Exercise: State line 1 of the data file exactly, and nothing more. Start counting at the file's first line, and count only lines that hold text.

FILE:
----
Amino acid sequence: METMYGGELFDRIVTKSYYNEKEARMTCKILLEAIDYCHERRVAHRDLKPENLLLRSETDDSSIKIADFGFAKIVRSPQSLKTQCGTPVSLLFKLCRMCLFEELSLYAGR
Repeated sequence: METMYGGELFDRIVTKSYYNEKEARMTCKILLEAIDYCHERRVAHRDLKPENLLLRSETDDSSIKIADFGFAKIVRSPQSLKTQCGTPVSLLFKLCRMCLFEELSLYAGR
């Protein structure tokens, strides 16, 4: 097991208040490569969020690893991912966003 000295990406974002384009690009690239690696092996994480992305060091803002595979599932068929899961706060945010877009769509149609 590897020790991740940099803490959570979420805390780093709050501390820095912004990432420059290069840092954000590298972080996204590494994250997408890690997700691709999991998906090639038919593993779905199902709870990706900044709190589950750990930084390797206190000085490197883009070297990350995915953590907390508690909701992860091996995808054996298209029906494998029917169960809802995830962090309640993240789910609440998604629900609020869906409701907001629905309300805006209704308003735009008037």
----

Amino acid sequence: METMYGGELFDRIVTKSYYNEKEARMTCKILLEAIDYCHERRVAHRDLKPENLLLRSETDDSSIKIADFGFAKIVRSPQSLKTQCGTPVSLLFKLCRMCLFEELSLYAGR